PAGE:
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My 15yr old's friend

(13 Posts)
tears4laughter Mon 15-Aug-11 16:08:55

My 15 yr old son has started hanging around with a 21 year old man. They have a shared interest in skateboarding but I thinks it's a bit strange. My son wants to stay out later and later and thinks I'm being unreasonable. The 21 year old is basically a squatter, has no real job and stacks of tattoos. He seems like an ok kind of person but not the positive role model I would like for my son, who needs no encouragement to be lazy. Please help I don't know what to do. Am I being unreaonable?

ragged Mon 15-Aug-11 16:28:53

You need to gently get your 15yo to ask himself why the 21yo has nothing better to do with his life. Why is this 21yo the only one he knows who effectively lives homeless & achieves nothing with his life beyond bodyart. Yes he may have SN or be fundamentally harmless, but truth is, he's also a bit of a "loser" by most teen standards.

Re the staying out: your 15yo can make stupid decisions like that when he's older, too. Until then he's your responsibility & you're making other decisions for him.

I have a 21yo niece who chooses to squat & beg rather than grow up. I don't trust her, either. sad

AMumInScotland Mon 15-Aug-11 16:32:29

It depends if your son is going to school, doing his homework, home for meals as expected, does his share of the chores etc. If he is hanging out with this friend instead of hanging out with other friends, then it's not that big a deal. If he's hanging out with him instead of school etc, then its a problem.

And it's up to you to set a time when you expect him home, depending on the hours you all keep during the holidays, and then a suitable time during school terms.

tears4laughter Tue 16-Aug-11 08:36:09

Thanks both of you. My son is going into his last year at school and has dyslexia so struggles with school work. He is very good with his hands and I am trying to encourage him to do an apprenticeship (he would like to be a mechanic) as I know full time college is not for him and he will fall behind and drop out. I fear that he will think its cool to be a drop out like his friend. My partner and I both work hard so he knows that is how we afford the lifestyle we have, which is by no means lavish. How do I get him to develope a work ethic?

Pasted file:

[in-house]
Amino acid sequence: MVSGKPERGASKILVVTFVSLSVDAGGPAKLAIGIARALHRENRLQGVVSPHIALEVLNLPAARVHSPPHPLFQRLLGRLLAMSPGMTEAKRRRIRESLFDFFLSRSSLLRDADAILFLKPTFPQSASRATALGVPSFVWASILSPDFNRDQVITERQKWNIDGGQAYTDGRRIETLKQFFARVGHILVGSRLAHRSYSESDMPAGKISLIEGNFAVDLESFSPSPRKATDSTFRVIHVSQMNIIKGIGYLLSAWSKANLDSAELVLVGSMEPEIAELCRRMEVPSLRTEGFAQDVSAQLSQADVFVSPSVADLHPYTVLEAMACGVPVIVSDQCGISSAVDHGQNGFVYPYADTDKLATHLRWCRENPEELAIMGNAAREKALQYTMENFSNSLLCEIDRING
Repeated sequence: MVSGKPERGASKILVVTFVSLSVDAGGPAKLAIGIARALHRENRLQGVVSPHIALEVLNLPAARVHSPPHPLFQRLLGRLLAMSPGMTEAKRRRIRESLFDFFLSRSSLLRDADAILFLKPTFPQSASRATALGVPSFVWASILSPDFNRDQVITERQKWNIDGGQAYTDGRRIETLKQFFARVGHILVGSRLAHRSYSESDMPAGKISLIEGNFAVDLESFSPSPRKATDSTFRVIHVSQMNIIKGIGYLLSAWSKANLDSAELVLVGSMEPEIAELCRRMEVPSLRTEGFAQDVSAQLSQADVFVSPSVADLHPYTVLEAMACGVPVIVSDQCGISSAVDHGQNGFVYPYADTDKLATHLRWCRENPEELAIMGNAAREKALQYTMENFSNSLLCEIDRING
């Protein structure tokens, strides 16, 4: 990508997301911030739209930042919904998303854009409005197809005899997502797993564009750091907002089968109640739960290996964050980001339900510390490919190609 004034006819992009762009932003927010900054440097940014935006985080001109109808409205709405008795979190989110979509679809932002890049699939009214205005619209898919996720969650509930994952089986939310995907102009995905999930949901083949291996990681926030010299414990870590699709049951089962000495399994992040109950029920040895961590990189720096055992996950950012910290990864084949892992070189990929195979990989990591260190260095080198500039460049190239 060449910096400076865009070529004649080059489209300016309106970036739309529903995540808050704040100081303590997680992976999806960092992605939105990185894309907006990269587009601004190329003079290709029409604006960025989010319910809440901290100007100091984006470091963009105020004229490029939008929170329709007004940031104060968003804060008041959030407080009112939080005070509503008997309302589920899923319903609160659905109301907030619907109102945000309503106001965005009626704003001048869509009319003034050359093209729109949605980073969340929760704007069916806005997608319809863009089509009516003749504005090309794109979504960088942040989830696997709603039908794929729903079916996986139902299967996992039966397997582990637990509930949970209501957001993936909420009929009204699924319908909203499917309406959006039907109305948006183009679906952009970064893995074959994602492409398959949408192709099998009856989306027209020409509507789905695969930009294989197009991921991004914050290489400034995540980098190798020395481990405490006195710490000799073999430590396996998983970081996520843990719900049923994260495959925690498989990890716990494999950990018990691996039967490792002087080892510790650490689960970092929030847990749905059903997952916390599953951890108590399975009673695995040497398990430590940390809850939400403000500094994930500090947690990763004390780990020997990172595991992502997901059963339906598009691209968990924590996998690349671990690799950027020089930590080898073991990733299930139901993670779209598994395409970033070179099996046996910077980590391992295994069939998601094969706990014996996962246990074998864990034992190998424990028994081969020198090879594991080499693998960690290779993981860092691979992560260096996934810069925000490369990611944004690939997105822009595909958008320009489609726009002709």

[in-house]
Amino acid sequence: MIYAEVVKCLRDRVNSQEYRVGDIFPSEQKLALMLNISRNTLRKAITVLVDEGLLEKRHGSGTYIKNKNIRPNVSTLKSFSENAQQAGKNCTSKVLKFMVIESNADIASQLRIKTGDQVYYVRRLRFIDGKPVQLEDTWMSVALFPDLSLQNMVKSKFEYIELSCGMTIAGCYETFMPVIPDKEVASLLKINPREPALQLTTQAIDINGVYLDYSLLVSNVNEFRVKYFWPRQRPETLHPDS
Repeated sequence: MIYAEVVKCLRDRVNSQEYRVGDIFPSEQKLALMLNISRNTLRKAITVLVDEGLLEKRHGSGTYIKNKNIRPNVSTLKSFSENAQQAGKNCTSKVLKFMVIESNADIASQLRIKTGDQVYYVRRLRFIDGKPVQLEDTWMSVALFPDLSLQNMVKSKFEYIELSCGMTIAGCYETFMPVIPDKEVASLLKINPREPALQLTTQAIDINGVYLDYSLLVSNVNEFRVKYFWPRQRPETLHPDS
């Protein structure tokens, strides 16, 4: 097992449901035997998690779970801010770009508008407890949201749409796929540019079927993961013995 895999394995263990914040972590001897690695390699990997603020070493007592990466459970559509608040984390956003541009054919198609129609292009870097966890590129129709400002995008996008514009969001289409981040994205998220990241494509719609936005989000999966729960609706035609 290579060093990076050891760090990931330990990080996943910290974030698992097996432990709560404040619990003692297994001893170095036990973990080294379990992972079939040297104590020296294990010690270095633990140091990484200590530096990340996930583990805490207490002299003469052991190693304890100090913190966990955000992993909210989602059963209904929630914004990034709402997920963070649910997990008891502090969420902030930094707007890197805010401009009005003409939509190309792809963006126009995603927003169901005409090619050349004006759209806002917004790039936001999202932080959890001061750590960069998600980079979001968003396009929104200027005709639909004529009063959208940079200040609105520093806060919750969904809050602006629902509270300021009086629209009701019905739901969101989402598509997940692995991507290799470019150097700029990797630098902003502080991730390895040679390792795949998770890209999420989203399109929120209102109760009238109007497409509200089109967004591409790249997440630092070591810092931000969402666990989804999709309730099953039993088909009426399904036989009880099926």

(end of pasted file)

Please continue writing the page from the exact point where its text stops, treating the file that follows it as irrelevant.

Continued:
ragged Tue 16-Aug-11 09:39:10

How does he get pocket money (or anything else he wants) at the moment, Tears? Some interesting advice.

pictish Tue 16-Aug-11 09:41:33

Tbh, if he hadn't found this particular guy to hang out with, it would be someone else of a similar vein....

tears4laughter Tue 16-Aug-11 13:05:03

Thanks again Ragged, there is some good common sense advice there. Pictish, why do you think that?

ragged Tue 16-Aug-11 13:17:19

Teens are attracted to the idea of a no-work life, aren't they? No pressure, just chilling, I can understand that, too. Just keep gently pointing out the drawbacks... does this guy have a girlfriend? Does he have any nice things, clothes, gadgets, vehicles? Does he smell, does he sleep in a clean bed at night? Do any of his mates have body zoos? Do other people give him suspicious looks in the street? Etc.

pictish Tue 16-Aug-11 13:39:05

Cos teens are often impressed by a slacker lifestyle in older peers. They see it as cool and free spirited, and grown up.

ragged Tue 16-Aug-11 14:17:46

<<Nods at what Pictish says>> That's why he has to arrive at his own conclusion that he could choose that "free spirited" lifestyle, but truly it's not that simplistically cool at all. It's grown up to have your own choices, but not all choices are grown-up ones.

tears4laughter Tue 16-Aug-11 16:28:05

Yes you are both right and my son does like the nice things in life and he knows you have to work to get them. His friend hasn't got a nice life, apparently he had a terrible step dad and had no option but to leave. A friend of his lets him sleep in a room at the back of his shop (quite sad really). I imagine having no one to answer to is quite appealing to a teenager. Pictish you are right and I will subtly point out the disadvantages of the situation. Oh and what are body zoos?

ragged Tue 16-Aug-11 20:05:24

Body zoo=body lice, head lice, scabies, crabs, other crawlies that come with living rough!

anewyear Sat 20-Aug-11 14:15:34

Would just like to addwhen I was approx 13-14, Through my neighbour, he was 9mths older than me, althougth in the same year at school, I met a gang of boys 13 - 19yrs of age,
These boys were 'bikers' I use that name loosley, they all had longish hair, wore black leather jackets, dirty, oily jeans, and quite possibly didnt bath for days on end, they looked bloody awful when I think back.

My Mum however, let them in to her and dads house (he didnt think much of it all bless him) let them sit on their sofa's, admitedly on news paper..lol and made them endless cups of tea and coffee and when she thought they needed it, fed them too.
She got to know them, in her home and at the youth club she used to help out at, was a surrogate mum/agony aunt as well to some.

They all called her Mum B. Even now 20 yrs on when they see her!!
I personally belive we need to talk and get to know our childrens friends even the 'unsavoury' types.

Im only at the beggining of all this, my eldest is 13 next month, and the last few years have been crap with him, but I hope he knows the door is always open and that Ill always be hear for him.

Just my experience.

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